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Concrete Island: A Novel par J. G. Ballard
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Concrete Island: A Novel (édition 2001)

par J. G. Ballard (Auteur)

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1,1752413,600 (3.65)25
On a day in April, just after three o'clock in the afternoon, Robert Maitland's car crashes over the concrete parapet of a high-speed highway onto the island below, where he is injured and, finally, trapped. What begins as an almost ludicrous predicament soon turns into horror as Maitland-a wickedly modern Robinson Crusoe-realizes that, despite evidence of other inhabitants, this doomed terrain has become a mirror of his own mind. Seeking the dark outer rim of the everyday, Ballard weaves private catastrophe into an intensely specular allegory.… (plus d'informations)
Membre:HelgaG.
Titre:Concrete Island: A Novel
Auteurs:J. G. Ballard (Auteur)
Info:Picador (2001), Edition: 1st, 176 pages
Collections:Lus mais non possédés
Évaluation:****
Mots-clés:Aucun

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L'Île de béton (Dimensions) par J. G. Ballard

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» Voir aussi les 25 mentions

Affichage de 1-5 de 24 (suivant | tout afficher)
Great first half, really chilling stuff. The book then becomes thematically similar to Woman in the Dunes but with a less engaging style compared to Abe. ( )
  schumacherrr | Feb 21, 2022 |
The speed with which Maitland moves from wealthy architect to primitive is part of Ballard’s worldview, I think. Obviously, everything about this novel is echoed or parallel to the novel High-Rise. Honestly, it is kind of the same novel. It takes the same survival-satire-social subversion and instead of taking place in a high rise building, it takes place in the center of the “traffic” of normal society.

Anyway, there is a lot to wonder about in this novel, though none of it is necessarily positive or engaging. Most of it is dark and uncomfortable.

The conceps are worthwhile to explore, but at the end of this, I feel it was an intellectual exercise of an expression of discontent with society. I am sorry that Ballard is discontented. It was not horrible to spend a few minutes reading his satire, but I am not going to remain there, on these isolations, with him. ( )
  AQsReviews | Sep 23, 2021 |
That was a unique reading experience. J. G. Ballard expertly breaks down human psyche in his work and this contemporary telling of Robinson Crusoe explores the breakdown in the human mind when social restraints are ripped away. 3.5 stars. ( )
  DrFuriosa | Dec 4, 2020 |


Ballard's prose is superb but as soon as the other characters emerged I was left cold. ( )
  arewenotben | Jul 31, 2020 |

I’m convinced that Ballard didn’t care what people thought. Of course he did, though. His sentences are polished enough that he ironed most of them out like a fussy tailor. He shines best in his short novels, when he just takes one simple idea and draws it out to the extreme of absurdity. His landscapes retain a corny sort of Twilight Zone quality. Concrete Island is a representative work for him, I think, because it shows what he can do with a couple satirical characters in a nightmarish situation. Even more than High-Rise, I think this book epitomizes what he was going for. One puts oneself in the character’s shoes, wondering if it would be possible to live under such circumstances. Next time you pass a freeway island you’ll wonder, imagine yourself erecting a lean-to on the side of the road.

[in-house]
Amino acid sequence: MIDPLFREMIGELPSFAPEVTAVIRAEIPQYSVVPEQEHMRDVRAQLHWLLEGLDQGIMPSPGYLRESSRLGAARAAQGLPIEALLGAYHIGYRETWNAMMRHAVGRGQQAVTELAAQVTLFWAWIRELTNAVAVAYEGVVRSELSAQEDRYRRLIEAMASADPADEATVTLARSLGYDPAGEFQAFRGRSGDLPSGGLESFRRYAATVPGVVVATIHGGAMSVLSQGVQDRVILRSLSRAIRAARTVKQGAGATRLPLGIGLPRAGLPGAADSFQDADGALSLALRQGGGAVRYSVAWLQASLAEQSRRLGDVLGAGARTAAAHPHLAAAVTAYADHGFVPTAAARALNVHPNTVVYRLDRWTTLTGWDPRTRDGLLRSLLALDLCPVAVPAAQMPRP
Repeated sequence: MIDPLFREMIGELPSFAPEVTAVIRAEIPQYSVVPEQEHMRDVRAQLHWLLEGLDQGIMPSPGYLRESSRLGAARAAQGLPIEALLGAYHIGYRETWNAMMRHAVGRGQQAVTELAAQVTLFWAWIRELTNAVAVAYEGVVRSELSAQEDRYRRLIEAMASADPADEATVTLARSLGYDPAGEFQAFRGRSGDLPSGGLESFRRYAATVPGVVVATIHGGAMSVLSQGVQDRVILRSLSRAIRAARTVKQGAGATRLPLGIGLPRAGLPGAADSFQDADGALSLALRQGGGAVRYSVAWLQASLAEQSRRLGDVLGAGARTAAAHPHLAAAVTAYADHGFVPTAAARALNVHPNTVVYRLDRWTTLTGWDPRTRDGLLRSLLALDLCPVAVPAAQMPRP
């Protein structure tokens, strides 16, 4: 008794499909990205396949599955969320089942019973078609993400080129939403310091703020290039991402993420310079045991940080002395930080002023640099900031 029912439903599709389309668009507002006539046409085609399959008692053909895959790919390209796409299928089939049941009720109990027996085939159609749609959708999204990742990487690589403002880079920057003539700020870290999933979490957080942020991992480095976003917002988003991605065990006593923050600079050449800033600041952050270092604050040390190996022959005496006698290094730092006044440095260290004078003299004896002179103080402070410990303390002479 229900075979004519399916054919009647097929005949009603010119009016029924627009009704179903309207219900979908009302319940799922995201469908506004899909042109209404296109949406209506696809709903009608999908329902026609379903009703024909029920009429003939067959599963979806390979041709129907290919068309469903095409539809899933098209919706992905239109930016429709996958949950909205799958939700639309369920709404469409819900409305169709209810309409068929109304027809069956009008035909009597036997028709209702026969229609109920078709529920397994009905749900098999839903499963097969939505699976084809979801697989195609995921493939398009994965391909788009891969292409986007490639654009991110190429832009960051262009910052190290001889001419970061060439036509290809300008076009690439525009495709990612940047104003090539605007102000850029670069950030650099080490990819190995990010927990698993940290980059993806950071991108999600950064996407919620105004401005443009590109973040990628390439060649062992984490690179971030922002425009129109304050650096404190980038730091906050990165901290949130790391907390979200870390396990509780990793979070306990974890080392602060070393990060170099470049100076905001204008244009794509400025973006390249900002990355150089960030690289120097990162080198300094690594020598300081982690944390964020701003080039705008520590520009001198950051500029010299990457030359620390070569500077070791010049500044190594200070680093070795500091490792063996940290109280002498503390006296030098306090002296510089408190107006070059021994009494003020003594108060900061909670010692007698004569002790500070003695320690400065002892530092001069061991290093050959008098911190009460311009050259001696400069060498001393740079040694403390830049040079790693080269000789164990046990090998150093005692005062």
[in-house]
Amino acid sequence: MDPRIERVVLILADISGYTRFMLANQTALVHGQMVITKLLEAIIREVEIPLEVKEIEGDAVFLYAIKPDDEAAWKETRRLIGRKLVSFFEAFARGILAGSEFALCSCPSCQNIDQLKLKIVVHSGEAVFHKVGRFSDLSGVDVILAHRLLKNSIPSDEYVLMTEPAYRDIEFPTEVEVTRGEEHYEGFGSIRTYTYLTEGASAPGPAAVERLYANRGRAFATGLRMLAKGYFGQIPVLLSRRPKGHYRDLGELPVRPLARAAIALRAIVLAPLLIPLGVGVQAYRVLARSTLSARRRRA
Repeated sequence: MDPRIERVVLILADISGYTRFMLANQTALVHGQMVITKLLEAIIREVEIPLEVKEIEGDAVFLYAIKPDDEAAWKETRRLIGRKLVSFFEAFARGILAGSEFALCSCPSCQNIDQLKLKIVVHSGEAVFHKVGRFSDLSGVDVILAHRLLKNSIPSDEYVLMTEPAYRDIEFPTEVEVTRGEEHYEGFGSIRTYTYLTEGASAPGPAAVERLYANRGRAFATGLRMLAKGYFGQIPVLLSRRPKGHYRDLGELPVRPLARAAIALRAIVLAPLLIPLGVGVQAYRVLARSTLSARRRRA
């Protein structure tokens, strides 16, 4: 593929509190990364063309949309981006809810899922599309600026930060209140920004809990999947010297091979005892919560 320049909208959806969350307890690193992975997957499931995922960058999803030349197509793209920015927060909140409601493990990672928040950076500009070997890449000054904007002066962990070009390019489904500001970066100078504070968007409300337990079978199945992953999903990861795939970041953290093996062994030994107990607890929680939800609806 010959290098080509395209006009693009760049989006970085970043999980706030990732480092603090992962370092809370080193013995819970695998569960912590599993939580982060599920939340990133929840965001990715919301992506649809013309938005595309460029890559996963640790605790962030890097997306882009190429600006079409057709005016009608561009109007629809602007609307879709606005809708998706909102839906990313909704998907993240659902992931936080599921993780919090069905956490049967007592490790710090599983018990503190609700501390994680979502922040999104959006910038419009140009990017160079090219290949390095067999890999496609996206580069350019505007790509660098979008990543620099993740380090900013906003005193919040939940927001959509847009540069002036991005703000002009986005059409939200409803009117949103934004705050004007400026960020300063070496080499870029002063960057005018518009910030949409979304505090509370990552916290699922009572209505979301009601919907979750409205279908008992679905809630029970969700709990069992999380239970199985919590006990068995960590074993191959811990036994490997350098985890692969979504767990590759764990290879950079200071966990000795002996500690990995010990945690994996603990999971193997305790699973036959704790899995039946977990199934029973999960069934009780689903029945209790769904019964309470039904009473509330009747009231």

The main problem one will encounter while reading Ballard's novels is interchangeability. They all feel the same. You get a natural disaster or something happens to tear holes in the fabric of society, and his characters are still sipping Perrier from crystal snifters as their mansions burn. They are like obnoxious sitcom characters. But Ballard's satire is often effective enough to cause a chuckle. If you can't decide where to start, this novel is a good appetizer.
Many of his stories lack these easily dismissed character cliches and rely so much on imagery that they can muddle your memory of them. He did write many brilliant stories, but there are some that I find a major slog. For this reason I think Bradbury is a superior writer, though Bradbury always worked in the safe territory, colored inside the lines, and Ballard laughed at the lines, deliberately avoided them, and danced around the borders. He was a bold writer, got to give him that, but would you really be able to hand one of his books to your mother and say, look here, you might enjoy this? Probably not. Bradbury on the other hand, can sit right alongside any other book on the shelf without getting dirty looks from the other books (strained metaphor).
( )
  LSPopovich | Apr 8, 2020 |
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On a day in April, just after three o'clock in the afternoon, Robert Maitland's car crashes over the concrete parapet of a high-speed highway onto the island below, where he is injured and, finally, trapped. What begins as an almost ludicrous predicament soon turns into horror as Maitland-a wickedly modern Robinson Crusoe-realizes that, despite evidence of other inhabitants, this doomed terrain has become a mirror of his own mind. Seeking the dark outer rim of the everyday, Ballard weaves private catastrophe into an intensely specular allegory.

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